Student Defense in Gulf Shores
Any criminal conviction can have a long-lasting and negative impact on a young person’s life. Because minors may not fully understand the impact of their actions, state law allows some minors charged with a crime to be reclassified as “youthful offenders.”
This reclassification allows a minor’s criminal case to be adjudicated rather than prosecuted. In such cases, a young person may avoid more serious penalties and a criminal record. However, not every minor charged with a crime is allowed by the court to avoid prosecution in this manner.
The best way to ensure a minor is considered a youthful offender, and potentially avoid a criminal conviction, is to contact a Gulf Shores student defense lawyer. A skilled defense lawyer can help protect a young person’s rights and reputation, allowing them to move forward with their bright future.Youthful Offender Status in Alabama Courts
One way state law tries to mitigate the harmful impact a conviction can have on a minor is by allowing youthful offenders to go through adjudication, rather than the full criminal process. This adjudication process focuses on helping and rehabilitating juvenile offenders, rather than simply punishing them.
Minors under the age of 21 who are facing criminal charges can request to be reclassified as youthful offenders. This means they no longer face traditional criminal prosecution, though youthful offenders do still face legal penalties. Typically, youthful offenders face lighter penalties if found guilty than adults would face upon conviction for the same crime.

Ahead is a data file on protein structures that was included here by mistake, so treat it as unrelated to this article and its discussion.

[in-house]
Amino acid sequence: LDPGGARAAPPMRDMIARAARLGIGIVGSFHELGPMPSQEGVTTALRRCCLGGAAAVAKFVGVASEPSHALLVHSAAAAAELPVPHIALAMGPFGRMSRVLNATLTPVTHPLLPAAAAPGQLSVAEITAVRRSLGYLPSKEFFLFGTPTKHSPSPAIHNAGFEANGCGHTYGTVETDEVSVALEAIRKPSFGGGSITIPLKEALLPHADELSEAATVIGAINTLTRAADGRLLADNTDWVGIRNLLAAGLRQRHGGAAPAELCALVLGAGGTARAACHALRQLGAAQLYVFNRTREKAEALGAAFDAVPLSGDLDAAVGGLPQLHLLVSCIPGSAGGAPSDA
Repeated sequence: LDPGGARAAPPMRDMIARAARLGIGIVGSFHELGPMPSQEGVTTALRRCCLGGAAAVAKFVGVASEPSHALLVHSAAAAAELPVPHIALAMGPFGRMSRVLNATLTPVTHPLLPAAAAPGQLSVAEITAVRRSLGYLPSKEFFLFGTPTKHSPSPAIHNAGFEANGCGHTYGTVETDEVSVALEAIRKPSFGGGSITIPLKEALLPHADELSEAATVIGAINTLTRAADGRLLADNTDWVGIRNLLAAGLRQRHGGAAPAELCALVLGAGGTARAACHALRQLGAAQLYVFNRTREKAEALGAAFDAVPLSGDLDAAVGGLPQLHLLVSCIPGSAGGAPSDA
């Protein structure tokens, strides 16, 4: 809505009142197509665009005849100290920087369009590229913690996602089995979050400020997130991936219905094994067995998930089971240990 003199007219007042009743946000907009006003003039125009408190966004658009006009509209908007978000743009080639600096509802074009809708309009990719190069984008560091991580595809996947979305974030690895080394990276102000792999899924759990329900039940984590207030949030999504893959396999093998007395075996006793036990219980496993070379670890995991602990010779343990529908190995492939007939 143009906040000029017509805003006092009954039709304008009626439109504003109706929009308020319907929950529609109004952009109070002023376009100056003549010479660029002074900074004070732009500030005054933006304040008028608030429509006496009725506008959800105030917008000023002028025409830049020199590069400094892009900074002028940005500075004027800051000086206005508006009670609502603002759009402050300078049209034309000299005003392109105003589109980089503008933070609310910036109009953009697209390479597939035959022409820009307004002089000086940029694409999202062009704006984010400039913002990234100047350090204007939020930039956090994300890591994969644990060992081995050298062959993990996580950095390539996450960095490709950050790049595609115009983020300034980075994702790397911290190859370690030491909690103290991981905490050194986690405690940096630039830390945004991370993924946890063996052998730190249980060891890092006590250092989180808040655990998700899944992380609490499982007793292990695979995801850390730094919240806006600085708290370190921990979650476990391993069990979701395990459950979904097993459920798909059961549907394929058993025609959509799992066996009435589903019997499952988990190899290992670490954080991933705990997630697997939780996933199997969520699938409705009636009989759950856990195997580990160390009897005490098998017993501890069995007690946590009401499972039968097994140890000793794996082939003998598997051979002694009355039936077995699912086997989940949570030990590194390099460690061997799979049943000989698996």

The court may grant or deny a defendant’s request to be considered a youthful offender based on the alleged crime, and the situation at hand. Importantly, youthful offenders will not have a criminal record, even if the court finds them guilty of a crime.Underage Drinking Charges in Gulf Shores
One of the most common criminal charges young people in Gulf Shores face is possession or consumption of alcohol. Many teenagers and young adults are unaware that state law criminalizes underage drinking.
Alabama Code Section 28-1-5 not only prohibits underage drinking, but it also provides criminal penalties for those who violate the law. Anyone found guilty of breaking this law faces fines between $25 and $100, as well as a jail sentence up to 30 days. Minors under the age of 18 may be sentenced to a juvenile facility instead of jail.DUI Charges for Driver Under 21
Another common charge Gulf Shores student defense attorneys see related to underage drinking is driving under the influence (DUI). In some cases, underage drinkers may be found behind the wheel. In Alabama, any driver under the age of 21 with a blood alcohol content (BAC) of 0.02% or higher is legally intoxicated. This threshold is lower than the intoxication for adults over the age of 21.
This means that even if a driver is over 18 years old but under 21, they could still face a DUI charge with a BAC of just 0.02%. Depending on the driver’s level of intoxication, they face stiff penalties upon conviction, including:
- 30-day license suspension
- Up to one year in jail
- Fines between $500 and $2,000
Alcohol-related convictions can be particularly detrimental for young people as many colleges and universities record these convictions on a student’s academic record. If someone’s son or daughter is facing an underage drinking, DUI, or related charge, they should contact a Gulf Shores student defense lawyer today.Working With a Gulf Shores Juvenile Defense Lawyer
Criminal offenses while an individual is a minor can have serious penalties and an impact on your future. If your son or daughter is facing a criminal charge, or you are concerned with how a conviction could affect their future opportunities, contact Gulf Shores student defense attorneys today.